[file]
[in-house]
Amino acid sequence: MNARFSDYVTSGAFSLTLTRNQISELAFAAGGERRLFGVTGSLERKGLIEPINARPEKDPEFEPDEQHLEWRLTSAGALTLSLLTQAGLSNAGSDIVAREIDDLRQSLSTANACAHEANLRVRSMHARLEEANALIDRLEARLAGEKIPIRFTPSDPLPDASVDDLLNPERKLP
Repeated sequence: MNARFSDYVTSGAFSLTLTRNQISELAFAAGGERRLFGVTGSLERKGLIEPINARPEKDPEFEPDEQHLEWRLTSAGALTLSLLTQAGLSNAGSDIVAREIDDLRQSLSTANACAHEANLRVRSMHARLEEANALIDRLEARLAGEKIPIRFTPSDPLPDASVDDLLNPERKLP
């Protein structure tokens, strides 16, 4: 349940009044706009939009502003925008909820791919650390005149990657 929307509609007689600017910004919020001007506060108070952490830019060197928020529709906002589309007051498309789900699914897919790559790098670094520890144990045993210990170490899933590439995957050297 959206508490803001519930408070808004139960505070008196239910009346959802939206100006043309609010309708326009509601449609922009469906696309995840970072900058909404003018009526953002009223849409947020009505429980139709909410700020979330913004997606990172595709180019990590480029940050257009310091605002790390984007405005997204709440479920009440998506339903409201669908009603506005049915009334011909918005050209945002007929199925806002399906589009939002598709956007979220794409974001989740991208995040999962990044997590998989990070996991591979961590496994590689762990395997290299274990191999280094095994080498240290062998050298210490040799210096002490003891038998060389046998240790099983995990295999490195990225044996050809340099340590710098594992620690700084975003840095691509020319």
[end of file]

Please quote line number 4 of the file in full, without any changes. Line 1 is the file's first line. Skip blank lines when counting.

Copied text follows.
């Protein structure tokens, strides 16, 4: 349940009044706009939009502003925008909820791919650390005149990657 929307509609007689600017910004919020001007506060108070952490830019060197928020529709906002589309007051498309789900699914897919790559790098670094520890144990045993210990170490899933590439995957050297 959206508490803001519930408070808004139960505070008196239910009346959802939206100006043309609010309708326009509601449609922009469906696309995840970072900058909404003018009526953002009223849409947020009505429980139709909410700020979330913004997606990172595709180019990590480029940050257009310091605002790390984007405005997204709440479920009440998506339903409201669908009603506005049915009334011909918005050209945002007929199925806002399906589009939002598709956007979220794409974001989740991208995040999962990044997590998989990070996991591979961590496994590689762990395997290299274990191999280094095994080498240290062998050298210490040799210096002490003891038998060389046998240790099983995990295999490195990225044996050809340099340590710098594992620690700084975003840095691509020319």